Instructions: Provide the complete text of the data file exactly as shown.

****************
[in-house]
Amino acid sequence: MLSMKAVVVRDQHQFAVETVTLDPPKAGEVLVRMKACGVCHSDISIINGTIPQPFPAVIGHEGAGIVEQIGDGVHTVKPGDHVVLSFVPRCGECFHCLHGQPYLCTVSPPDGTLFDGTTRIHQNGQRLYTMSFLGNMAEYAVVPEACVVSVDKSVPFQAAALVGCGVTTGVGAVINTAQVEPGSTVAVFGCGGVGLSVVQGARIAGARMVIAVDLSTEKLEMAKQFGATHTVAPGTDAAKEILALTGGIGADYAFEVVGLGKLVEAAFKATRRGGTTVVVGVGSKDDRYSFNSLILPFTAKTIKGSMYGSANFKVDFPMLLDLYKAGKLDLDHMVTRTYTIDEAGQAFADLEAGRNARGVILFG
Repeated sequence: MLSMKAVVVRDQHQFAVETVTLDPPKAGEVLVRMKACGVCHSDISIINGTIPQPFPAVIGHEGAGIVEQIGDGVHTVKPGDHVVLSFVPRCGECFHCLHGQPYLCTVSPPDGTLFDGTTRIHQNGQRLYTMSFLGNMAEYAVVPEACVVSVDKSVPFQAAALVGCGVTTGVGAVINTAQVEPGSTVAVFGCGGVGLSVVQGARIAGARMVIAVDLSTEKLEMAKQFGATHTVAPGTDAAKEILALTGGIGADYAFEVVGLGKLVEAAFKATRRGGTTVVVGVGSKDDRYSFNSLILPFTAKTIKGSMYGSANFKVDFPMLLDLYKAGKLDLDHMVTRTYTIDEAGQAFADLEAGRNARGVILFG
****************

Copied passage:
[in-house]
Amino acid sequence: MLSMKAVVVRDQHQFAVETVTLDPPKAGEVLVRMKACGVCHSDISIINGTIPQPFPAVIGHEGAGIVEQIGDGVHTVKPGDHVVLSFVPRCGECFHCLHGQPYLCTVSPPDGTLFDGTTRIHQNGQRLYTMSFLGNMAEYAVVPEACVVSVDKSVPFQAAALVGCGVTTGVGAVINTAQVEPGSTVAVFGCGGVGLSVVQGARIAGARMVIAVDLSTEKLEMAKQFGATHTVAPGTDAAKEILALTGGIGADYAFEVVGLGKLVEAAFKATRRGGTTVVVGVGSKDDRYSFNSLILPFTAKTIKGSMYGSANFKVDFPMLLDLYKAGKLDLDHMVTRTYTIDEAGQAFADLEAGRNARGVILFG
Repeated sequence: MLSMKAVVVRDQHQFAVETVTLDPPKAGEVLVRMKACGVCHSDISIINGTIPQPFPAVIGHEGAGIVEQIGDGVHTVKPGDHVVLSFVPRCGECFHCLHGQPYLCTVSPPDGTLFDGTTRIHQNGQRLYTMSFLGNMAEYAVVPEACVVSVDKSVPFQAAALVGCGVTTGVGAVINTAQVEPGSTVAVFGCGGVGLSVVQGARIAGARMVIAVDLSTEKLEMAKQFGATHTVAPGTDAAKEILALTGGIGADYAFEVVGLGKLVEAAFKATRRGGTTVVVGVGSKDDRYSFNSLILPFTAKTIKGSMYGSANFKVDFPMLLDLYKAGKLDLDHMVTRTYTIDEAGQAFADLEAGRNARGVILFG